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Flood watch continues as Lake Wylie, others, rise. More storms, rain could be coming.

Beth Wigginton runs in the rain in Baxter Village Friday.
Beth Wigginton runs in the rain in Baxter Village Friday. tkimball@heraldonline.com

Lake Wylie is up a foot in two days, lakes upstream and downstream are spilling and it isn’t clear yet just how high waters will rise from heavy rain in this basin.

On Friday morning, Duke Energy issued a new round of notifications warning residents and recreational users along Catawba River lakes to use caution. Duke manages the 11-reservoir system and uses it for power generation. The latest notifications state a major lake downstream of Wylie could spill its shores by up to three feet.

The Friday morning message for Lake Wylie reads:

“The Catawba River Basin is experiencing increased runoff from the significant rainfall received in the upper region of the basin. The Duke Energy hydro operations team is aggressively moving water through the river system and spillway gates are still open at Wylie, Fishing Creek and Cedar Creek hydro stations. Lake Wateree is spilling but is not expected to exceed 103 ft. Lake level predictions will be hard to determine until the rain has ended and stream flows are no longer rising. We will provide updates as conditions change. As always, we encourage residents living along lakes, streams and other lower lying and flood-prone areas to pay special attention to changing weather conditions and take any necessary precautions.”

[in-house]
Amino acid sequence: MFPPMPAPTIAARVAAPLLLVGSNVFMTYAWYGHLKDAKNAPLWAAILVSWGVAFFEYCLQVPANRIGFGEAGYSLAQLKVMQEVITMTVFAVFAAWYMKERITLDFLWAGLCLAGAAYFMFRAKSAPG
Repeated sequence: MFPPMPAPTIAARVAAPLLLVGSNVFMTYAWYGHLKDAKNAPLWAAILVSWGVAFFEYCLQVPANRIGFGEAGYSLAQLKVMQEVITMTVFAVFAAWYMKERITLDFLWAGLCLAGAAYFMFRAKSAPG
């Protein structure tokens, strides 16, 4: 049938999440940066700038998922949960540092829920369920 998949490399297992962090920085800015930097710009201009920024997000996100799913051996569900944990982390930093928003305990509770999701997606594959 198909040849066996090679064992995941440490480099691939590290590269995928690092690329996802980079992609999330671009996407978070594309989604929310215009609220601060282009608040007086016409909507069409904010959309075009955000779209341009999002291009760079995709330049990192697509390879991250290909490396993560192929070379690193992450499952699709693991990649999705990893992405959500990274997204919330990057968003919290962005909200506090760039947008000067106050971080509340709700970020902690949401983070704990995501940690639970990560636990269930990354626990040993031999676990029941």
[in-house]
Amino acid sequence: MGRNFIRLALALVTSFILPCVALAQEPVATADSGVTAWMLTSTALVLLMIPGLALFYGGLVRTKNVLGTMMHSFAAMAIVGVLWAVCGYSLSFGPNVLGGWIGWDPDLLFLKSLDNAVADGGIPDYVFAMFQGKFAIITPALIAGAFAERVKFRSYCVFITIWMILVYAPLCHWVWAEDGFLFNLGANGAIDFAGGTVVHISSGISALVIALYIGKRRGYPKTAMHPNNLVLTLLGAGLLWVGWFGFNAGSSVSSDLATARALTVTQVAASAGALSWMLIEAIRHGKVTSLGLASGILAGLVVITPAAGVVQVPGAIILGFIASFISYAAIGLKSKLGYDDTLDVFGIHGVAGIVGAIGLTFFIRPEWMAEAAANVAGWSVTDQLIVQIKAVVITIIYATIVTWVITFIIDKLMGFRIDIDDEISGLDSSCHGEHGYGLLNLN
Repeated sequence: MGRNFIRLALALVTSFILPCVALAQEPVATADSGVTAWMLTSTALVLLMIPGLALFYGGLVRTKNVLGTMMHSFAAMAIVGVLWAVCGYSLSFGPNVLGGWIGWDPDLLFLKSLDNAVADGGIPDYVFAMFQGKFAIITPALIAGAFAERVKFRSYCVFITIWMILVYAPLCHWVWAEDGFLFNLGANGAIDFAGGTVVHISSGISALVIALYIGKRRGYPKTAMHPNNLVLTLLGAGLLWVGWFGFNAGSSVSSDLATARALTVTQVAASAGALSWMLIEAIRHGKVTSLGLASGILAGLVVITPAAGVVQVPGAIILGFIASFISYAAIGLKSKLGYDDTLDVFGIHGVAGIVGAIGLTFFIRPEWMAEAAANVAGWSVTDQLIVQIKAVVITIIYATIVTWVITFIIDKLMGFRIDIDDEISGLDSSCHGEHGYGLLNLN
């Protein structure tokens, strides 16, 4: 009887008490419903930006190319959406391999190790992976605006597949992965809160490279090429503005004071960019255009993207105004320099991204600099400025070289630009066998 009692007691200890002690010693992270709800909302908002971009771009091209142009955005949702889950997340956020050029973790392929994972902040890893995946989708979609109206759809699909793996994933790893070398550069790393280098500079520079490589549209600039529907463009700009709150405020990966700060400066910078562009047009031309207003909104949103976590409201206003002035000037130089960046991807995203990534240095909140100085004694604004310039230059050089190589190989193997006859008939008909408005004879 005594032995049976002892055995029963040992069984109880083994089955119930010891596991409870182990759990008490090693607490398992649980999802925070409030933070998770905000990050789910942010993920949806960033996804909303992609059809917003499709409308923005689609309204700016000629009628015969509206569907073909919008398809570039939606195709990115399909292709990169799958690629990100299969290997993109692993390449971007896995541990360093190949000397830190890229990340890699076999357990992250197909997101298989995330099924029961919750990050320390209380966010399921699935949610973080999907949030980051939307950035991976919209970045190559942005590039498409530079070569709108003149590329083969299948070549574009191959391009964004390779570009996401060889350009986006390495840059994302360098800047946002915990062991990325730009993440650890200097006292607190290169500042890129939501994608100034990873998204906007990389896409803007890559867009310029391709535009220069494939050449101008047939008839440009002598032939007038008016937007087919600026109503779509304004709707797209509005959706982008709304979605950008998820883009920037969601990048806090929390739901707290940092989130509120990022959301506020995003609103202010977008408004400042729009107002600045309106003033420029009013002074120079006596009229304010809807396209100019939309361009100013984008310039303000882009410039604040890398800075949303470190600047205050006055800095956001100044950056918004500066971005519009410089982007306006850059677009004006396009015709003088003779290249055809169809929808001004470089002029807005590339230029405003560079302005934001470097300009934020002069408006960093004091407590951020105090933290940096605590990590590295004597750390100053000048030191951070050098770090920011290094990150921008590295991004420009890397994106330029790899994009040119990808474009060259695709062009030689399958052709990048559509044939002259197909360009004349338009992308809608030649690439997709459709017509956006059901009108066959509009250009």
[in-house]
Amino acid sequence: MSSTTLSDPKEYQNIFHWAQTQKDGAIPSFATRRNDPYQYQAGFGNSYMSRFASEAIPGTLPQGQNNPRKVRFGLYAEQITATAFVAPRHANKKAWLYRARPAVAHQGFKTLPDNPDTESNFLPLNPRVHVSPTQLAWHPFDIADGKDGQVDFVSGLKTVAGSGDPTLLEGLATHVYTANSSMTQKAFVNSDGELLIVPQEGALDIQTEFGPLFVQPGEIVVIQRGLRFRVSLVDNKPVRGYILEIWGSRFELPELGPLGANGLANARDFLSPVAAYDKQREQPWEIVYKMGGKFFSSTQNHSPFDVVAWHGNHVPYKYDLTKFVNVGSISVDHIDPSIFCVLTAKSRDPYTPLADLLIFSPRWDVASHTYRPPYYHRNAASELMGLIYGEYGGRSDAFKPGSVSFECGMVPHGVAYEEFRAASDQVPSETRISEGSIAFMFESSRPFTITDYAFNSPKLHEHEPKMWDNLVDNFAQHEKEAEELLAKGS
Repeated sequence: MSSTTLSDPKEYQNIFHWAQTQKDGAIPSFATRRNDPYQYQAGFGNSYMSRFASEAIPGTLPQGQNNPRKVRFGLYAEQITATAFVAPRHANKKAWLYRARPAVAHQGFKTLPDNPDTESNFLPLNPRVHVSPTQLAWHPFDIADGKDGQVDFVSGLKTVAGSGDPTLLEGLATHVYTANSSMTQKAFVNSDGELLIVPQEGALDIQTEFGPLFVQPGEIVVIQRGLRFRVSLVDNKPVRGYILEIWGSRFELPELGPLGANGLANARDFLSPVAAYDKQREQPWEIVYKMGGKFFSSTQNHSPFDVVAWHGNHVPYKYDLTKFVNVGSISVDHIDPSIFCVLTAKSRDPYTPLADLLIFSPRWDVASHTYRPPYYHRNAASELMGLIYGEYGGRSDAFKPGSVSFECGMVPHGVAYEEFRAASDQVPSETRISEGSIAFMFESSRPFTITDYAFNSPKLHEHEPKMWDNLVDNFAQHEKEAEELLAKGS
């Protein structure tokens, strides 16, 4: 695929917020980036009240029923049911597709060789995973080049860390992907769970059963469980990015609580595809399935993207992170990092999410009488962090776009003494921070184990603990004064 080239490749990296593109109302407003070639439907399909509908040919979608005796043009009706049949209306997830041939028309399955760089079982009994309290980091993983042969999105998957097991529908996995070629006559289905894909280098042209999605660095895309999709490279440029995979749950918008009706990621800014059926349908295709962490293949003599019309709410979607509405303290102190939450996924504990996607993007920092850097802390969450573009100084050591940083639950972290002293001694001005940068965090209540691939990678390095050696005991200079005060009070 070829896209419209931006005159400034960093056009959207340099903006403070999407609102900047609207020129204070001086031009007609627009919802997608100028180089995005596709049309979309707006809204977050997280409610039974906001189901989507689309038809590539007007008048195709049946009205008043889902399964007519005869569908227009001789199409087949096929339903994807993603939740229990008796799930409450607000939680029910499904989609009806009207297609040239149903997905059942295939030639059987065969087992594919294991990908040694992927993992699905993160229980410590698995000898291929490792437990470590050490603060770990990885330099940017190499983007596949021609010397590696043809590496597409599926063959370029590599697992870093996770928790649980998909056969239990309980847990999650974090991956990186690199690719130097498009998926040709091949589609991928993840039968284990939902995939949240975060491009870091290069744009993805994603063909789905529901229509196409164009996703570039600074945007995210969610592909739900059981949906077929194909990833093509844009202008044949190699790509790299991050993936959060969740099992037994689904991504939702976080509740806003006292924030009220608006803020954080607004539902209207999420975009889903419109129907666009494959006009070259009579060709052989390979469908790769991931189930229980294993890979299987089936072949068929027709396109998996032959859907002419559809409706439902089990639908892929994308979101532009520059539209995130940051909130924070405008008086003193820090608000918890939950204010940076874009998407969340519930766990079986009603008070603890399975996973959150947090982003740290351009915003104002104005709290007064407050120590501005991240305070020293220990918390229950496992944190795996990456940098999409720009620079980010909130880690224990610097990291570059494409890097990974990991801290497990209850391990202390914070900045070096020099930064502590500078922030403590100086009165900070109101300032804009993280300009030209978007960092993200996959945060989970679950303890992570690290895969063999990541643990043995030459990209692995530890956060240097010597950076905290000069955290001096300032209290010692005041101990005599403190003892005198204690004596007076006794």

The message comes three days after a similar warning from Duke. On Christmas, Duke warned of heavy rain forecast and water running from dams to make way for it. By Wednesday, four of the 11 reservoirs topped out above full pond, or their flood stage.

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Lake Wylie sat just below its target level on Wednesday, but by Friday morning was about a foot higher. Wylie has more than two feet before it reaches its full pond. Wylie is one of the more protected lakes from flooding, centrally located on the chain and near the massive Lake Norman which, like Wylie, is big enough to help even out the entire system by holding or releasing water.

Still, even Wylie faces flooding danger. As recently as Dec. 22 Wylie sat within half a foot of full pond.

In the past week, lakes James, Rhodhiss, Lookout Shoals, Wateree and Mountain Island Lake all exceeded their full pond levels, while Norman came within an inch of it.

The National Weather Service issued a flood watch for York and host of other counties through Saturday morning. It notes potential heavy rain Friday night. Moisture from the Gulf of Mexico streaming across the western Carolinas and northeast Georgia comes ahead of a cold front moving eastward.

“Soils remain nearly saturated from recent snowmelt and rainfall, and many area streams and reservoirs are already running at high levels, posing an increased risk of flooding,” reads the flood watch notice. “Heavy rain and a few embedded thunderstorms will arrive with the cold front this afternoon and the associated higher rainfall rates could quickly worsen ongoing flooding.

While rainfall on Lake Wylie affects its lake level and flood risk, so too does rain upstream in the Catawba basin. Many of those North Carolina counties join York in the flood watch, having already received significant rain in recent days.

By Friday afternoon, four of the 11 reservoirs registered levels above full pond with two more within a foot of theirs.

Check back for more.

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John Marks covers community growth, municipalities and general news mainly in the Fort Mill and York County areas. He began writing for the Herald and sister papers in 2005 and won dozens of South Carolina Press Association and other awards since.

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